US 4819631 A
An intraocular lens is folded on itself one or more times and is releasably held in the folded configuration by a very small, flexible retainer so as to be implantable in an eye through a smaller incision than would otherwise be required. The retainer is secured around the folded lens in a transverse direction and is held taut by the resiliency of the lens. The retainer is released in the eye as by severing, following which the lens is unfolded and positioned in the eye and the retainer is removed. The technique is especially useful following removal of a cataract by the phako-emulsification technique, because the same small incisions can be used for implanting the lens.
1. Apparatus for folding an intraocular lens about a transverse axis of folding, comprising,
a base presenting a lens seat shaped to support a first portion of said lens on one side of said axis of folding, a second portion of the lens extending off said seat and over a cavity in said base, an abutment adjacent said seat to hold the lens from moving off the seat during folding,
a swing arm mounted for rotation about a pivot axis which is parallel to but offset from said axis of folding, said arm being swingable about said pivot axis to a lens folded position,
said swing arm having a pocket which receives and engages said second portion of said lens as said arm is swung about said pivot axis, said pocket urging said second portion toward said abutment as the arm is swung about the pivot axis.
2. The lens-folding apparatus of claim 1 wherein said base presents a cavity over which said second portion of the lens extends, said pivot axis being offset below said axis of folding and extending across said cavity, said arm being swingable between a first position in said cavity on one side of said pivot axis and below said second lens portion, and a lens folding position above said seat and on an opposite side of said pivot axis.
3. The lens-folding apparatus of claim 1 wherein said pocket has a lip which holds said second portion of the lens as said arm is swung about said pivot axis.
4. The lens-folding apparatus of claim 1 wherein said abutment is an upstanding wall around said seat.
5. The lens-folding apparatus of claim 1 wherein said swing arm is L-shaped in longitudinal section and has parallel legs, said legs straddling said second lens portion.
6. The lens-folding apparatus of claim 1 wherein said arm has an open center portion through which the folded lens is accessible to be secured in a retainer.
7. The lens-folding apparatus of claim 1 further comprising a clamp for holding the swing arm in said lens folded position.
As noted above, the invention can be practiced with various types of already existing foldable lenses. FIGS. 1-12 and 17-18 illustrate the use of a preferred form of lens; while FIGS. 13-16 show the use of two other types of foldable lenses.
The preferred type of lens for use in the invention is indicated generally by 20, and is circular in outline, and has a conventional lens sectional shape (see FIG. 17), and two haptics 21, 22, which extend from it at diametrically opposite points. The particular lens shown is of the general type sold by Allergan Medical Optics Division of Allergan, Inc., of Irvine, Calif., under their designation "Second Generation Small Incision Silicone IOL." The lens has two haptics 21, 22, which are hook-shaped, each having a shank portion 23. The shanks of the two haptics are parallel to one another but spaced apart laterally. Each haptic has a hook-shaped end portion 24. It will be noted that in the unfolded configuration the end portion 24 of upper haptic 21 curves to the left, whereas the lower haptic 22 extends toward the right, that is they face in opposite directions. When the lens is folded, as will be described, both haptics face in the same direction (compare FIGS. 2 and 4).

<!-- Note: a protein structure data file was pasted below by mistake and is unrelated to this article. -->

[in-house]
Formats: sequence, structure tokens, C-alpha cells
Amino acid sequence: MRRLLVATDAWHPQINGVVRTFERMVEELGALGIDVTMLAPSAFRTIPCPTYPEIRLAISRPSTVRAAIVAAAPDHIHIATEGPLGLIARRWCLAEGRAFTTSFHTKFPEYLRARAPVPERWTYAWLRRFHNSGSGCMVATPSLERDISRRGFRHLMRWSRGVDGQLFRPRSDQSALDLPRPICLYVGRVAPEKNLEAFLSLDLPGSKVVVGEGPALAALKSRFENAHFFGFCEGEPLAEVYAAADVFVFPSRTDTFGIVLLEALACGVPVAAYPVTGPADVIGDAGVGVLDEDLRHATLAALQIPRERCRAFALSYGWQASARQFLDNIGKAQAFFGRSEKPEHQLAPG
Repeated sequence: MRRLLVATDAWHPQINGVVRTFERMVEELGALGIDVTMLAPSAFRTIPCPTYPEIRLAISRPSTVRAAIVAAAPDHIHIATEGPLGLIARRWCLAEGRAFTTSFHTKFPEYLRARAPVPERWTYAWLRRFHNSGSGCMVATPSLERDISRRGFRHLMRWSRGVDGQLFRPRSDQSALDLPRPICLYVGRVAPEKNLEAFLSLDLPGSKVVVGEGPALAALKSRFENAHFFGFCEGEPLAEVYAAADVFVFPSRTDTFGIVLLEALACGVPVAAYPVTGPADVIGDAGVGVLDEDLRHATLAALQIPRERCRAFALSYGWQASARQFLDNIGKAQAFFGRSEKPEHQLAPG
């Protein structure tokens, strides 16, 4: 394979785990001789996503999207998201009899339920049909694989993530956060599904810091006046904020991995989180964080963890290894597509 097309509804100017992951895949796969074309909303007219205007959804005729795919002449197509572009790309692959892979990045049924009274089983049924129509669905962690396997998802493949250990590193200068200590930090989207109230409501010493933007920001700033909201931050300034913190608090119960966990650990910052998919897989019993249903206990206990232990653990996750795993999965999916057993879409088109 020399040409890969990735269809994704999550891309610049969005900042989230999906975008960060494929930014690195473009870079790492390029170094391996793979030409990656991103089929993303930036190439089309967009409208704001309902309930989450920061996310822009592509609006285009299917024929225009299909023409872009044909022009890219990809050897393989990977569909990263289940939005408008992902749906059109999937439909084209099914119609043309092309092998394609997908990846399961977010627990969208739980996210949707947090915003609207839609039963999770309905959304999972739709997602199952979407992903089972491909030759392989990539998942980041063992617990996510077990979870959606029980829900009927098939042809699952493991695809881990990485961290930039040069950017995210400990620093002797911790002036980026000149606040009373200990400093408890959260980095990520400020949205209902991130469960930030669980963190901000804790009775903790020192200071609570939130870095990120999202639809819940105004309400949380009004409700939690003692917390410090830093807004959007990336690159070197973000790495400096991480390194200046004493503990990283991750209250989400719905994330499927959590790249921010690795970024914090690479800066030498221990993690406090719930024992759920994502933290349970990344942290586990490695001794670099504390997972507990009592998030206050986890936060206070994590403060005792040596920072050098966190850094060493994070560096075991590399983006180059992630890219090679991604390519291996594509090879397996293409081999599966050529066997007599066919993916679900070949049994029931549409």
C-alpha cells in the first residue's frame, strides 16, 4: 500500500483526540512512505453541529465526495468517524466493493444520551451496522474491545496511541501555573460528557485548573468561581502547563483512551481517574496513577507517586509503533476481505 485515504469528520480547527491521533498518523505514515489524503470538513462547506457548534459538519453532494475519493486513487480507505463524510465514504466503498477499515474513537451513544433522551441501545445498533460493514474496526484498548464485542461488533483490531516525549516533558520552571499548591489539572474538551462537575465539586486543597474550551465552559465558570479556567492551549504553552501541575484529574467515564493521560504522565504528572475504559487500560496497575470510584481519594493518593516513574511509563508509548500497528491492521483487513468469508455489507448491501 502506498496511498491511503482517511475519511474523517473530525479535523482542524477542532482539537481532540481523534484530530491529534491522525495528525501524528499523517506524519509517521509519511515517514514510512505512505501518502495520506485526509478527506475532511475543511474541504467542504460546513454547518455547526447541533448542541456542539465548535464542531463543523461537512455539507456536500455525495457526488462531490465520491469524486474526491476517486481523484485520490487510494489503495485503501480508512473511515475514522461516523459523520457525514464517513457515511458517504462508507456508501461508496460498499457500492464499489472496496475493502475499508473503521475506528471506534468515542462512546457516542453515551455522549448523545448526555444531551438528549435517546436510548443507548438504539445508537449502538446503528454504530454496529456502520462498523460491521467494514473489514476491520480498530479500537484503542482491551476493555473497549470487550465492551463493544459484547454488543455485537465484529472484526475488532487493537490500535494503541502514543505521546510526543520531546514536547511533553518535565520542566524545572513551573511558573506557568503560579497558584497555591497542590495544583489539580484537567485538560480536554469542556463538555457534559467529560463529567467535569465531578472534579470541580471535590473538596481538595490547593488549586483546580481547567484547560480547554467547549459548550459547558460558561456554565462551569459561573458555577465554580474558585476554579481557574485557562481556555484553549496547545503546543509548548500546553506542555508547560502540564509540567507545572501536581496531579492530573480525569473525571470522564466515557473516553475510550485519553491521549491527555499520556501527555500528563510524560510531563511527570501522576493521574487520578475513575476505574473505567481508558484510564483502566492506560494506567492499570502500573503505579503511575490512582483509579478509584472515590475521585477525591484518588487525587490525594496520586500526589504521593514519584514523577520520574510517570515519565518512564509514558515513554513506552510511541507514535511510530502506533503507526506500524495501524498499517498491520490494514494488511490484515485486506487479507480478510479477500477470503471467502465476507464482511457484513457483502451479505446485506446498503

These lenses are made of a resilient flexible material, for example silicone, and can be folded about an axis of folding which, in the preferred form, is a central axis midway between the shanks 23, 23 of the two haptics, as indicated by imaginary line 26.
A preferred form of retainer is designated by 30 in FIG. 1. This retainer includes a lens encircling portion 31 in the form of a band or strip of flexible thin sheet material, for example of "Tyvek" brand high density polyethylene. The width of this band, that is, its transverse dimension, is preferably 1/4 to 3/4 of diameter of lens 20. A flexible spine portion 32 is secured at one end to band 31 of retainer 30. This tail can be made of suture-like material, and should be long enough that at least its outer end or tail 33 will extend outside the eye so that it can be grasped to withdraw the retainer from the eye after the lens has been released.
Retainer 30 preferably includes two opposed pairs of ties or releasing portions for joining its ends 34 and 35. Ties 36a and 36b are secured together (FIG. 2) to form one releasing portions, and ties 37a and b form a second releasing portion. These releasing portions can be of a suture-like material, as can spine 32, and when secured around the lens hold it in folded configuration.
A lens of the type shown in FIG. 1 is shown in its preferred single fold configuration in FIG. 2, and is held in such position by a retainer of the type shown in FIG. 1. The lens is folded about a single, central axis of folding 26. As can be seen, the lens is not spirally wound; on each side of axis of folding 26 the lens portions or halves 38a and b are essentially parallel (neglecting their optical curvature), unlike a spirally wound lens. The opposite sides 38a, 38b of the lens, are adjacent and overlie one another, as shown in FIG. 2, and are separated by a gap 40. It will be noted that the lens is not creased along the axis of folding; the material is sufficiently resilient that its halves tend to unfold in the direction of arrows 41, 42, when not restrained. The lens is held against such unfolding by retainer 30, which extends across the lens, transversely to axis of folding 26. The outer ends 34 and 35 of retainer band 31 generally correspond in outline to that of the lens edges 39a and b but do not extend beyond the lens. Tie 36a is tied to opposite tie 36b; similarly tie 37a is tied to its opposite member 37b, as by conventional surgeon's knots. The ties extend across gap 40 and are generally held taut by the tendency of the lens halves to unfold.